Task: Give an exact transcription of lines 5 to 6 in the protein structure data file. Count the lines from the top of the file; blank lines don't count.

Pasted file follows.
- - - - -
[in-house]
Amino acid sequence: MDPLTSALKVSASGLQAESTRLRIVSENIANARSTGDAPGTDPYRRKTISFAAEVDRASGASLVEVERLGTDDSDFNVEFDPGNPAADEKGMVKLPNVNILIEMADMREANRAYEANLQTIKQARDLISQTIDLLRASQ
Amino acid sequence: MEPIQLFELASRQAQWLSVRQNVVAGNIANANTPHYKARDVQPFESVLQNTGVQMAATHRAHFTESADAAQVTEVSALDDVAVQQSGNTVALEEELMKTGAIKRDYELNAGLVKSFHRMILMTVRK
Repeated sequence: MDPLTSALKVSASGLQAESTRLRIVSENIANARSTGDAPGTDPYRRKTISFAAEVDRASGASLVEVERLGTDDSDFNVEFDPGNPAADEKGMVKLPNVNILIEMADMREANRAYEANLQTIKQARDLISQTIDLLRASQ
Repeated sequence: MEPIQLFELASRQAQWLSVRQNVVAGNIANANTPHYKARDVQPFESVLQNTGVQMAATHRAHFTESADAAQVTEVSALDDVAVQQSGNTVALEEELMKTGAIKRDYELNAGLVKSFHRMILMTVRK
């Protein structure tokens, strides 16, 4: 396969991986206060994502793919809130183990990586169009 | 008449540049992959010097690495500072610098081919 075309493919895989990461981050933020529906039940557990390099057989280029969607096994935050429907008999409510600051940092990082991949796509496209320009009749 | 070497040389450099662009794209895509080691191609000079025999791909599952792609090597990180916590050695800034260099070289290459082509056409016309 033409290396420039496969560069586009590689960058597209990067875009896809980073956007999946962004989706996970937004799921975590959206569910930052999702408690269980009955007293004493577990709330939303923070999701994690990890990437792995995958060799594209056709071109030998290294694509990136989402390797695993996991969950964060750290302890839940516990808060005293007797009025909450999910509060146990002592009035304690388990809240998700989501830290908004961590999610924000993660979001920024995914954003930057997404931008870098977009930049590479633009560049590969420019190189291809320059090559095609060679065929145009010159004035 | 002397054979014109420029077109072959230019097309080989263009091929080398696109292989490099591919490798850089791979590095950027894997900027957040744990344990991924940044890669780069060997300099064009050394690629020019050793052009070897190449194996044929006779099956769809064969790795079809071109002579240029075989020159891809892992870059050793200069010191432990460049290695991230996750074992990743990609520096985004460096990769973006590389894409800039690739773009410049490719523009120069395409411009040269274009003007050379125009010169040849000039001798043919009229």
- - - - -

Repeated sequence: MEPIQLFELASRQAQWLSVRQNVVAGNIANANTPHYKARDVQPFESVLQNTGVQMAATHRAHFTESADAAQVTEVSALDDVAVQQSGNTVALEEELMKTGAIKRDYELNAGLVKSFHRMILMTVRK
């Protein structure tokens, strides 16, 4: 396969991986206060994502793919809130183990990586169009 | 008449540049992959010097690495500072610098081919 075309493919895989990461981050933020529906039940557990390099057989280029969607096994935050429907008999409510600051940092990082991949796509496209320009009749 | 070497040389450099662009794209895509080691191609000079025999791909599952792609090597990180916590050695800034260099070289290459082509056409016309 033409290396420039496969560069586009590689960058597209990067875009896809980073956007999946962004989706996970937004799921975590959206569910930052999702408690269980009955007293004493577990709330939303923070999701994690990890990437792995995958060799594209056709071109030998290294694509990136989402390797695993996991969950964060750290302890839940516990808060005293007797009025909450999910509060146990002592009035304690388990809240998700989501830290908004961590999610924000993660979001920024995914954003930057997404931008870098977009930049590479633009560049590969420019190189291809320059090559095609060679065929145009010159004035 | 002397054979014109420029077109072959230019097309080989263009091929080398696109292989490099591919490798850089791979590095950027894997900027957040744990344990991924940044890669780069060997300099064009050394690629020019050793052009070897190449194996044929006779099956769809064969790795079809071109002579240029075989020159891809892992870059050793200069010191432990460049290695991230996750074992990743990609520096985004460096990769973006590389894409800039690739773009410049490719523009120069395409411009040269274009003007050379125009010169040849000039001798043919009229």